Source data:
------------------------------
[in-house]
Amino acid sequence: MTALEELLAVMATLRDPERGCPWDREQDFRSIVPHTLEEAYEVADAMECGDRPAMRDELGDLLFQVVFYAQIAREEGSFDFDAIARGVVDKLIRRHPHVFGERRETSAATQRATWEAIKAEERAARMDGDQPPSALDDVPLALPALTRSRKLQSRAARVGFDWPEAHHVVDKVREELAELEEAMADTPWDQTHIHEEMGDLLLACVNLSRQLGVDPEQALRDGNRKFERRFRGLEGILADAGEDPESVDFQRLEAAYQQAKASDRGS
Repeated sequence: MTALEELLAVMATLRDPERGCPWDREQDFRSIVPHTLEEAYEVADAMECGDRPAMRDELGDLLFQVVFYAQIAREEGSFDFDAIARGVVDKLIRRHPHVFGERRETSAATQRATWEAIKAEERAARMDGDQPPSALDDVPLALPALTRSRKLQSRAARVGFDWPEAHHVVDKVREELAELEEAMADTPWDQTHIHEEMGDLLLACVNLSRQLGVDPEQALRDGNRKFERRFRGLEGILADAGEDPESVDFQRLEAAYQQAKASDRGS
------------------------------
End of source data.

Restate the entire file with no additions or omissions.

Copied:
[in-house]
Amino acid sequence: MTALEELLAVMATLRDPERGCPWDREQDFRSIVPHTLEEAYEVADAMECGDRPAMRDELGDLLFQVVFYAQIAREEGSFDFDAIARGVVDKLIRRHPHVFGERRETSAATQRATWEAIKAEERAARMDGDQPPSALDDVPLALPALTRSRKLQSRAARVGFDWPEAHHVVDKVREELAELEEAMADTPWDQTHIHEEMGDLLLACVNLSRQLGVDPEQALRDGNRKFERRFRGLEGILADAGEDPESVDFQRLEAAYQQAKASDRGS
Repeated sequence: MTALEELLAVMATLRDPERGCPWDREQDFRSIVPHTLEEAYEVADAMECGDRPAMRDELGDLLFQVVFYAQIAREEGSFDFDAIARGVVDKLIRRHPHVFGERRETSAATQRATWEAIKAEERAARMDGDQPPSALDDVPLALPALTRSRKLQSRAARVGFDWPEAHHVVDKVREELAELEEAMADTPWDQTHIHEEMGDLLLACVNLSRQLGVDPEQALRDGNRKFERRFRGLEGILADAGEDPESVDFQRLEAAYQQAKASDRGS